News Release: SEC’s Final Climate Disclosure Rule Falls Far Short of What Investors Need


Mar. 6, 2024

Carter Dougherty

SEC’s Final Climate Disclosure Rule Falls Far Short of What Investors Need

WASHINGTON, D.C. – The Securities and Exchange Commission’s (SEC) new investor-protection regulation on climate-related disclosure will provide a measure of new data but represents a significant – and disappointing – retreat from the agency’s strong 2022 proposal which garnered near-unanimous investor support. 

“The SEC rule will improve on the current poor state of climate-related disclosures of U.S. public companies by requiring more detailed and comparable data,” said Alex Martin, policy director for climate finance at Americans for Financial Reform Education Fund. “At the same time, it is unnecessarily limited and falls far short of what investors need to properly value securities, engage with firms to manage climate risk, and protect their portfolios. It also lags behind emerging global standards.” 

The final rule features significant deficiencies around greenhouse gas reporting like the removal of Scope 3 emissions, and reliance on company-determined materiality for Scopes 1 and 2 emissions. Other major problems include the removal of transition-related expenditures and impacts within financial statements, and the omission of environmental justice risks altogether. These will require swift further action to address as climate risks continue to grow year over year.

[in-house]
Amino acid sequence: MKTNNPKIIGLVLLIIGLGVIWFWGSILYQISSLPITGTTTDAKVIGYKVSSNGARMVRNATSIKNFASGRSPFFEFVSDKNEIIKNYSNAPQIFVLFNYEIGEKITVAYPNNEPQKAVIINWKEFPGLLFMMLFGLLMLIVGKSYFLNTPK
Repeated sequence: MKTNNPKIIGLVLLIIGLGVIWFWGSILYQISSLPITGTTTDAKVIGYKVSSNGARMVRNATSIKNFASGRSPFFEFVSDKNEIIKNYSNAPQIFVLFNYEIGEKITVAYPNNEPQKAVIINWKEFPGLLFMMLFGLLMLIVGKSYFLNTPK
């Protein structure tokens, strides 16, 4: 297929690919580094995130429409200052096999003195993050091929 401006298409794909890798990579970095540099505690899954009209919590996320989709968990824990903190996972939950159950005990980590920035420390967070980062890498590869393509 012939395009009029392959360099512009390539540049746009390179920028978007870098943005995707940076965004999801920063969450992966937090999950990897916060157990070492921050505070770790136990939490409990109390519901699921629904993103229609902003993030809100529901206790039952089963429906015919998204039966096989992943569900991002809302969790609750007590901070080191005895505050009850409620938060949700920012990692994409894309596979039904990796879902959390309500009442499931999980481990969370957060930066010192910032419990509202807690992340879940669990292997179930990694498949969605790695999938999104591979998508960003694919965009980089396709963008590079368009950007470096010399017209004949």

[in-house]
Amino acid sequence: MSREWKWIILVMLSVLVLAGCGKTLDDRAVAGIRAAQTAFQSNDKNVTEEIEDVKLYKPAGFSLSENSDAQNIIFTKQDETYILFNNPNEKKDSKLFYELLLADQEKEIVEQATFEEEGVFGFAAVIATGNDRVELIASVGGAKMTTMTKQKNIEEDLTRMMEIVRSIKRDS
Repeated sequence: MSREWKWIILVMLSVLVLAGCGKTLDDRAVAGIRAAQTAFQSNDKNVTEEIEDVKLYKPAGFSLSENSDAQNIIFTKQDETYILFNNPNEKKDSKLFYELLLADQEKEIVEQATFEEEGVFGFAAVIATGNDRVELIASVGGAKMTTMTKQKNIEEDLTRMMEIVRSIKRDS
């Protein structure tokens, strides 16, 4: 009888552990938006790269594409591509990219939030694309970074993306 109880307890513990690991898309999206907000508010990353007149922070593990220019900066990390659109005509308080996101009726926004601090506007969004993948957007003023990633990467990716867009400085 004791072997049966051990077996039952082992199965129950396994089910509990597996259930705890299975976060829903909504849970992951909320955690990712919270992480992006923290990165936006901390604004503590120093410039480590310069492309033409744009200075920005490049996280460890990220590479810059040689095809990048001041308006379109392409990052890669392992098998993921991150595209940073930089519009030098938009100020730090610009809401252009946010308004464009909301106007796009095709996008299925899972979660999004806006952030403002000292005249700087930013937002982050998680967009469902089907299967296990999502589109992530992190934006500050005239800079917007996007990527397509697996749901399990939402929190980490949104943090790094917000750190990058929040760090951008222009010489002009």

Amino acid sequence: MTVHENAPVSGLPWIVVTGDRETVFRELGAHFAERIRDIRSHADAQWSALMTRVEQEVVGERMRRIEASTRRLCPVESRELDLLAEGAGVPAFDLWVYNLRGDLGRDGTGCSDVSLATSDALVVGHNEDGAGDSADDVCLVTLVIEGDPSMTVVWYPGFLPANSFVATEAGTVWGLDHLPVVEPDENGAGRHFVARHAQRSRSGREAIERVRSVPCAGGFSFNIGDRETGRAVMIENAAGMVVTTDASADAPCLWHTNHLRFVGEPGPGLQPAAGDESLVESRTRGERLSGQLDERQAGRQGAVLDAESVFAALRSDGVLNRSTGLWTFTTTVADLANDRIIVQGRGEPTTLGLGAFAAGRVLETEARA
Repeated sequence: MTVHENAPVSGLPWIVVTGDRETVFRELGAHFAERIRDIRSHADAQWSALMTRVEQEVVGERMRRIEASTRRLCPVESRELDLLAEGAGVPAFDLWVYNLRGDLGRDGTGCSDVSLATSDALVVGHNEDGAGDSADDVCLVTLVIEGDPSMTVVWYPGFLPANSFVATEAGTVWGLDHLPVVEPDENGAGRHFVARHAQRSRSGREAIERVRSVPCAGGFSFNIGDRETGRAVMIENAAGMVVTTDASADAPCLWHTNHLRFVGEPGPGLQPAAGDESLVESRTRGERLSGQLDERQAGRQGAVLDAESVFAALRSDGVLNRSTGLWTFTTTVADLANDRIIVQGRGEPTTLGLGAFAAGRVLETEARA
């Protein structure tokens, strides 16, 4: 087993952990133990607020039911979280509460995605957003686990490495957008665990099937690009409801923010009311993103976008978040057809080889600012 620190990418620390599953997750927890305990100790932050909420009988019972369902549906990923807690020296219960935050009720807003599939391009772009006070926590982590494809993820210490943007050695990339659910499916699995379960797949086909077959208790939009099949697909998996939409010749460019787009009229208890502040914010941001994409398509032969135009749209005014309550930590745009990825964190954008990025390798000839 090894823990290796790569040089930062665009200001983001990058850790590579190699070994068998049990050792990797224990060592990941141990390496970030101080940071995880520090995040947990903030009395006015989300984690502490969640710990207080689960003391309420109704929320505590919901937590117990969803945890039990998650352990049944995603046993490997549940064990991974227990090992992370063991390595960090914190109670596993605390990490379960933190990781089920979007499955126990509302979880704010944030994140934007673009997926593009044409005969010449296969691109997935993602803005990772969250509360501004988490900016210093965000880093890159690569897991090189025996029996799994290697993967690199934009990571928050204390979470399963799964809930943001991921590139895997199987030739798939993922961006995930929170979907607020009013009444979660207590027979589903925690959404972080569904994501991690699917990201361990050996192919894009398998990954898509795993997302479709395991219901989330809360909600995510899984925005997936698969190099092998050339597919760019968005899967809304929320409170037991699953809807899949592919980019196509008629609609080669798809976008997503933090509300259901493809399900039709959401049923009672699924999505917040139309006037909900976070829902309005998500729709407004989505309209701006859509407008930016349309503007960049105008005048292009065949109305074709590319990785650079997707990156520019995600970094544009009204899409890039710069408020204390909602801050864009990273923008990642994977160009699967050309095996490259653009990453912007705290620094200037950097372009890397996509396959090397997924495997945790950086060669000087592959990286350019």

“The SEC failed to do all that was needed to protect investors despite its clear statutory authority to do so and clear investor demand,” said Moonyoung Ko, climate finance associate campaign director at AFR-EF. “The final rule must be seen as a bare minimum that must be improved upon quickly. Without further action by the SEC and others, our most vulnerable investors—working people saving for retirement—who are the most susceptible to climate-related financial events, still face undisclosed risks.

Americans for Financial Reform Education Fund submitted numerous individual and joint comments on the proposal, including our detailed comment, a review of the proposal’s importance to inform market responses to the Inflation Reduction Act, and a memo and report on the impacts of California’s climate disclosure laws which strengthened the case for the proposal.